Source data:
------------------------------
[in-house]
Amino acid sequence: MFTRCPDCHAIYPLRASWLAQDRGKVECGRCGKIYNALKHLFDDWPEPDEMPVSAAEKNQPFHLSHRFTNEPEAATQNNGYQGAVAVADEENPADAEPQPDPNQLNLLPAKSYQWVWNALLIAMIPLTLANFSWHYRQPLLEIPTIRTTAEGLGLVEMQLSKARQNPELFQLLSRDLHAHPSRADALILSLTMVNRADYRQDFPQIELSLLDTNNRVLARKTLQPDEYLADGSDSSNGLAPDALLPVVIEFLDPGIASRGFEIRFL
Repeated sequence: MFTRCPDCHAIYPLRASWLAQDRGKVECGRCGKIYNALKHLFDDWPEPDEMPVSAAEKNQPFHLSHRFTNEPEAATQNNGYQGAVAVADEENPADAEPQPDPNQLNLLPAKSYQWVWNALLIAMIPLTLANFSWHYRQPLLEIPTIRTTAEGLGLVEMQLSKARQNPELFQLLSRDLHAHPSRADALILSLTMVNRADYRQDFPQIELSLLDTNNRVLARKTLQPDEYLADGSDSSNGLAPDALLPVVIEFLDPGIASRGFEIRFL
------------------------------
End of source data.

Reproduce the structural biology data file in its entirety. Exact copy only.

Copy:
[in-house]
Amino acid sequence: MFTRCPDCHAIYPLRASWLAQDRGKVECGRCGKIYNALKHLFDDWPEPDEMPVSAAEKNQPFHLSHRFTNEPEAATQNNGYQGAVAVADEENPADAEPQPDPNQLNLLPAKSYQWVWNALLIAMIPLTLANFSWHYRQPLLEIPTIRTTAEGLGLVEMQLSKARQNPELFQLLSRDLHAHPSRADALILSLTMVNRADYRQDFPQIELSLLDTNNRVLARKTLQPDEYLADGSDSSNGLAPDALLPVVIEFLDPGIASRGFEIRFL
Repeated sequence: MFTRCPDCHAIYPLRASWLAQDRGKVECGRCGKIYNALKHLFDDWPEPDEMPVSAAEKNQPFHLSHRFTNEPEAATQNNGYQGAVAVADEENPADAEPQPDPNQLNLLPAKSYQWVWNALLIAMIPLTLANFSWHYRQPLLEIPTIRTTAEGLGLVEMQLSKARQNPELFQLLSRDLHAHPSRADALILSLTMVNRADYRQDFPQIELSLLDTNNRVLARKTLQPDEYLADGSDSSNGLAPDALLPVVIEFLDPGIASRGFEIRFL